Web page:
Q: Are you using compounds from a particular industry partner, or molecules that exist?

D.S.: It's a mix. Some compounds are compounds that a particular drug company has recently developed and we're trying to understand, is this going to be useful in the clinic or can it tell us something about the biology? That's one group of compounds. Another group of compounds are compounds that might have been around for many years that are known to be selective tool compounds, available from Calbiochem or another ... industry partner.

And then there are compounds that are generated in-house, either by our own chemists here at Sloan-Kettering or from another academic collaborator [at] another institution. And so we use whatever we're able to find that fits the bill that we're looking for: it's particularly sensitive or particularly potent or selected for a particular target.

Q: Are you matching up the compounds and the mutations in the lab? Are you doing this through clinical trials? Or both?

D.S.: Mostly this is in the lab using an assortment of things. We usually start with cancer cell lines, which we both generate here and obtain from other people. We've got hundreds if not a thousand or so cancer cell lines that have been annotated for different mutations or variations in expression of particular genes. We essentially start with those cell lines, try to identify patterns between the mutational status of the cell line and the response to a particular drug, either in terms of the ability of the drug to inhibit a pathway or to induce cell death or inhibit growth. We then usually move onto xenograft models and then also, if available, try to test some of these compounds in genetically engineered mouse models that have particular mutations driving tumor formation.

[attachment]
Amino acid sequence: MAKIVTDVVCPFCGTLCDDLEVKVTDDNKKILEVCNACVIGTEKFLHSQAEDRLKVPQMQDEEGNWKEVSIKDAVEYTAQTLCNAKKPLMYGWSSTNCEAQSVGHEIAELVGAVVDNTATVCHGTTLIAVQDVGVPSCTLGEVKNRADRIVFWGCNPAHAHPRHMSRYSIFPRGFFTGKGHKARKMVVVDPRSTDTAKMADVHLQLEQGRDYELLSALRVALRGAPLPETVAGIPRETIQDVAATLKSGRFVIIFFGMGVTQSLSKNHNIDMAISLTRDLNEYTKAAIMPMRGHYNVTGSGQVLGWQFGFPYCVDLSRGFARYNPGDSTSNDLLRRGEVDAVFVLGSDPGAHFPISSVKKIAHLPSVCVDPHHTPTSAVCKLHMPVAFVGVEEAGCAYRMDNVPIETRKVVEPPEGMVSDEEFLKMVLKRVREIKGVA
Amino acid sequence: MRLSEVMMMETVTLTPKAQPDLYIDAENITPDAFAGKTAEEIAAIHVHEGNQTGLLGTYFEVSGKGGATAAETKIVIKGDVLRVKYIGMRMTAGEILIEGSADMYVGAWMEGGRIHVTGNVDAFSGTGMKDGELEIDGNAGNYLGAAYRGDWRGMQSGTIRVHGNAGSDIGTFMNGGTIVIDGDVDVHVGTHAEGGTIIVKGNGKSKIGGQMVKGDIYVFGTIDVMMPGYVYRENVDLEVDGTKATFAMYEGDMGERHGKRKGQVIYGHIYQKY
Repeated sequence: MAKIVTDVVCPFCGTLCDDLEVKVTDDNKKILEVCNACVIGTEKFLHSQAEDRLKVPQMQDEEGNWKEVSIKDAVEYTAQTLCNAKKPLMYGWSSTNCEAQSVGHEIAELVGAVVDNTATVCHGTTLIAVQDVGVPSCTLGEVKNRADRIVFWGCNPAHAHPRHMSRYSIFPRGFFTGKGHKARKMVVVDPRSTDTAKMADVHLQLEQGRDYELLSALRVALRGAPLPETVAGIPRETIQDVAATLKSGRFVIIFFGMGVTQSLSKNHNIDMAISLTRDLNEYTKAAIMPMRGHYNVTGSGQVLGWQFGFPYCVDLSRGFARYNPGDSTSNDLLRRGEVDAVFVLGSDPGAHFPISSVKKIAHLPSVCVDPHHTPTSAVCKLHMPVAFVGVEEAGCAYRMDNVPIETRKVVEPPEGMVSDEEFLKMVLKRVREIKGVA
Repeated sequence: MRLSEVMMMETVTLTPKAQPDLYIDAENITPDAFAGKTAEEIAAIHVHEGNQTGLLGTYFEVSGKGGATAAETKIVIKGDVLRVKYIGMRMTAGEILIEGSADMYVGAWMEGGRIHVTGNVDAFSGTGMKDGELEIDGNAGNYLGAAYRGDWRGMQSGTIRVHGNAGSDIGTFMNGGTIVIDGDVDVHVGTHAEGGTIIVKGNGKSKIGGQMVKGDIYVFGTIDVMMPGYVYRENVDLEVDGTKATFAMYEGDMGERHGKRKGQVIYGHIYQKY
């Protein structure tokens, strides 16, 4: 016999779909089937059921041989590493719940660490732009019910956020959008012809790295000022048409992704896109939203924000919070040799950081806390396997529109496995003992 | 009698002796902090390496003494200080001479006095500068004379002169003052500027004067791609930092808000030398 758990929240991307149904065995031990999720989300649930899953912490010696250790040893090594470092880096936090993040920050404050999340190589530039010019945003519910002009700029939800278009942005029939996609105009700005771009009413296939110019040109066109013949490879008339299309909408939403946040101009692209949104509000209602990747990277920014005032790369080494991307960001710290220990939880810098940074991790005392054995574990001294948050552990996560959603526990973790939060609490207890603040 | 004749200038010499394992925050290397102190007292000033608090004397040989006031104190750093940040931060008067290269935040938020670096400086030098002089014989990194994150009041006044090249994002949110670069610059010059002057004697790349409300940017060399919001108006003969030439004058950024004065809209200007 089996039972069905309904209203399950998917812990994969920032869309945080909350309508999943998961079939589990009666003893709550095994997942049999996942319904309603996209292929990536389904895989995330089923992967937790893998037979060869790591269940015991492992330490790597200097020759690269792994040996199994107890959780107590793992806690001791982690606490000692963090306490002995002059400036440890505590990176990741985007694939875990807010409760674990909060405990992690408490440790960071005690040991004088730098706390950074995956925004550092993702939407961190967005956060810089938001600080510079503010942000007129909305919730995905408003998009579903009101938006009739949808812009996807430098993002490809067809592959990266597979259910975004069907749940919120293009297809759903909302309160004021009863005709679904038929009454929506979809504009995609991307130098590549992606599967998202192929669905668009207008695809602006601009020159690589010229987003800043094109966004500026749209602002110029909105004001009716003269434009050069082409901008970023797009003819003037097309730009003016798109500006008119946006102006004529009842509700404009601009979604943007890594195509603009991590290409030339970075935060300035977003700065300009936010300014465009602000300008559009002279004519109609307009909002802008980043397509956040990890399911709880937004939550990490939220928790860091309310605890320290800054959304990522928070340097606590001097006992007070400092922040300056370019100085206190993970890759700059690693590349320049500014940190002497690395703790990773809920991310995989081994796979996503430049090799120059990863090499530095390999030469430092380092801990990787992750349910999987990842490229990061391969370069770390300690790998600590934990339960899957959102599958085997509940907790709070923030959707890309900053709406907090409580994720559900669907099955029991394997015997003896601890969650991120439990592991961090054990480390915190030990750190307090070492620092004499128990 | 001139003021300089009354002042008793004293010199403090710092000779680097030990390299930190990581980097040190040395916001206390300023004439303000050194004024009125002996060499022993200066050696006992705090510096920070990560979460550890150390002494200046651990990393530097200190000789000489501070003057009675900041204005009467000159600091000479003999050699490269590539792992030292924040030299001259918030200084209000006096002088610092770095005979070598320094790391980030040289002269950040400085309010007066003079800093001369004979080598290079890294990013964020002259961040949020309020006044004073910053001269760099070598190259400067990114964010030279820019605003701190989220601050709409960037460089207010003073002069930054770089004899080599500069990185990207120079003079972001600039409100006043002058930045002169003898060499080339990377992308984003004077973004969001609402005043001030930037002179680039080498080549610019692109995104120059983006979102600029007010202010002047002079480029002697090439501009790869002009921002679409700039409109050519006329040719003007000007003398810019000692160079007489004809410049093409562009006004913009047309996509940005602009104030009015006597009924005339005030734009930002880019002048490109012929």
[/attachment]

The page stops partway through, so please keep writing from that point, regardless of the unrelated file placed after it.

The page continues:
And then the ultimate goal, as you mentioned, was to try to ultimately bring this into the clinic. I've run certain clinical trials but mostly at this point partner with some of my clinical colleagues to test the hypotheses generated in the lab in the clinic, in actual patients, and then actually try to analyze tumors from those patients to see whether the patterns that we identified in the laboratory in fact hold true in patients.

A recent example would be BRAF. BRAF was identified as mutated by the Sanger group initially in 2002. Prior to 2002, it was unknown that BRAF mutations were common in human cancers. And BRAF is one of the kinases that's most commonly mutated in all cancer. ... Around 6 to 8% of all cancers have a mutation in BRAF.

Initially when these mutations were identified, it was unclear whether targeting BRAF alone would be an effective strategy in patients. So we had identified model systems that had mutant BRAF. ... We then identified drugs that seemed to preferentially work in tumors that are BRAF mutant and then worked with companies to have those drugs tested in patients. And just recently it's been announced that an inhibitor of BRAF, called PLX4032, that we worked with in the laboratory -- we didn't develop the compound; it was developed by a company called Plexxikon who's now partnered in its development with Roche -- this compound actually has a survival benefit in patients whose tumors have BRAF mutations.

Q: In any particular cancers?